On 9 November 2009 I woke up to hear a radio bulletin announcing that East Lothian Council was going to transfer ownership of local schools to charitable trusts. I was the executive director of education and children's services and had been publicly exploring these ideas for three years before that revelation.
A public consultation was transformed into a "madcap" scheme that was definitely going to be implemented. The headlines from that time give an indication of the frenzy that was created: "Trust proposals spark criticism in Scotland"; "Plans to increase independence of schools attacked"; "Privatisation through the back door".
Yet here we are, almost six years on, and the issue of charitable status for private schools is reigniting the debate about whether state schools should be similarly eligible.
In 2009, parents, teaching unions and headteachers in East Lothian had no appetite for moving to trust status. There were fears about too much responsibility for governance falling on parents; about transferring the employment of teachers and other staff from the council to a trust; and about parental interference in the management of schools.
But all groups wanted greater local control of budgets and the curriculum. There was also a clear preference for more diversity among our schools, and a call to share more performance information with parents and other stakeholders so that they could be involved in school improvement.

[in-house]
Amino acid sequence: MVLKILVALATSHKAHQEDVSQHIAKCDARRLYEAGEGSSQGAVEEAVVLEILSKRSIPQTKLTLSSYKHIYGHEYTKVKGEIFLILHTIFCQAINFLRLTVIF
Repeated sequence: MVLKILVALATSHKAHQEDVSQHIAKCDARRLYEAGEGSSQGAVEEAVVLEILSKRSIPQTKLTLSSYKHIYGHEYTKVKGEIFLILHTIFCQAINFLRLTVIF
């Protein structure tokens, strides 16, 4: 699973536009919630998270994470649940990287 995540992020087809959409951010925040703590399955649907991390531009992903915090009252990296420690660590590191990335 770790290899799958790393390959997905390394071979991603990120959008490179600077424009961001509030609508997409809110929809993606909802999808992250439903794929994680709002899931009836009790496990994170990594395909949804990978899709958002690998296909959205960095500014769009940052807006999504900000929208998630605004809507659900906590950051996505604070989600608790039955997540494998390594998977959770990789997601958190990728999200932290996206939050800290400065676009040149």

Crucially, however, with the exception of one headteacher, there was no desire to take the governance model a stage further by setting up a charitable trust that would employ the teachers and deliver education on behalf of the local authority.
With hindsight I can see a number of errors I made in that exploratory phase, primarily connected to my desire to approach the issue so publicly and openly, without first taking the key group in these deliberations - the headteachers - forward with me in confidence. I appreciate that many colleagues felt sidelined, whereas they should have been central to the exploration of new governance models.
I also think the project was undermined by a desire to implement the plan in all schools at once. Given the radical nature of the proposals, it would have been better to seek out a school, or schools, to volunteer for a pilot programme.
I know that more than a few schools in Scotland - and not just those in the "leafy suburbs" - would welcome the chance to explore the outer reaches of school governance. And more than a few councils would happily escape from having to pay non-domestic rates on school buildings, as they have done with their sports centres and swimming pools.
Don Ledingham is director of innovation leadership at Drummond International and honorary professor of leadership at Queen Margaret University